“These annual awards offer us an opportunity to publically acknowledge the people, companies, and organizations working to improve the quality of life for Kentuckians through technology,” said ConnectKentucky Executive Director René True.
The annual Tech Day event also featured several speakers, including David Couch, associate commissioner, Office of Knowledge, Information and Data Services, who spoke on the technology readiness of Kentucky schools; Al Lind, vice president for Technology and eLearning for the Council on Postsecondary Education, who spoke about broadband and higher education; Phil Baughn, executive director of the Commonwealth Office of Broadband Outreach and Development, who spoke about the office’s efforts to expand broadband in Kentucky; Tom Koutsky, Connected Nation’s chief policy counsel, who gave an update on national broadband policy; and keynote speaker Robert Andrews, director of Security Services for CBTS, who spoke about current Internet security trends.
Click here to view presentations from Tech Day 2011
Tech Day at the Cincinnati Bell Pavilion at the Great American Ball Park
René True, Executive Director, ConnectKentucky addresses Tech Day participant
Keynote Speaker Robert Andrews II, Director of Security Services, CBTS
Al Lind, Vice President for Technology and eLearning for the Council on Postsecondary Education, provides update on broadband technologies in higher education.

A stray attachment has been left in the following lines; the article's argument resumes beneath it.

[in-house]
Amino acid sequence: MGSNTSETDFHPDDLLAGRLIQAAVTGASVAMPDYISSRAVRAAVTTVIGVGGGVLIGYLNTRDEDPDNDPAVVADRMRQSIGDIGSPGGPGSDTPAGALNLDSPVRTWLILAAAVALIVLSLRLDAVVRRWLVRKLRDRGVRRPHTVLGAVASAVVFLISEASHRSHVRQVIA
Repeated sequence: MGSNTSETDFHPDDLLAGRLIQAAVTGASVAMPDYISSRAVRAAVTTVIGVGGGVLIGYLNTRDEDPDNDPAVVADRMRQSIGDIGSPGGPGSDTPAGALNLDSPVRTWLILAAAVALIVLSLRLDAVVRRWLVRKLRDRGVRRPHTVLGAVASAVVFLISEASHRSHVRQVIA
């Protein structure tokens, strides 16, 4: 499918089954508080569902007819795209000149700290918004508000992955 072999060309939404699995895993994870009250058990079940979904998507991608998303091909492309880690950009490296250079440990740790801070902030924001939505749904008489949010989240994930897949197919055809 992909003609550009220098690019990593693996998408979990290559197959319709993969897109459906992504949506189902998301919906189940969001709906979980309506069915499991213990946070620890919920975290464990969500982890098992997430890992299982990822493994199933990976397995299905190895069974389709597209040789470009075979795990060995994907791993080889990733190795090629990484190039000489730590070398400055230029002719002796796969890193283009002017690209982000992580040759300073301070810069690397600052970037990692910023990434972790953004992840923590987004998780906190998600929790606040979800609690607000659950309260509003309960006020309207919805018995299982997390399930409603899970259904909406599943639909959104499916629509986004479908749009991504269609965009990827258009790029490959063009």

Tom Koutsky, Chief Policy Counsel for Connected Nation, provided an update on national broadband initiatives.
Chance Johnson receives Secondary Student Technology Award with David Couch, Associate Commissioner, Kentucky Department of Education; Doris Holleran, LaRue County Public Schools; and René True.
Emily Crawford receives Postsecondary Student Technology Award from René True and Al Lind.
Bob Kinzig of GSI Commerce receives Large Business Technology Award from René True.
Brandon Montgomery and Leighann Hargis of Innovative Workflow Technologies receive the Small Business Technology Award from René True.
Jennifer Graham and Erich Squire of Cuddle Clones receive the New and Emerging Business Technology Award from René True.
Kristina Feathers and Stephanie Strinko of the Kentucky Regional Extension receive the Government Leadership in Technology Award from René True and Al Lind.
Edwin Craft, Todd Hughes, Jason Owen, and Tamela Smith of the Communication Technologies Department of Western Kentucky University receive the Postsecondary Institution Technology Award from Al Lind and René True.
Lisa Brewer-Mills and Rhonda Thompson of Jackson County Public Schools receive the School District Technology Award as Jodi Gabbard of Peoples Rural Telephone Cooperative Corporation, René True and David Couch look on.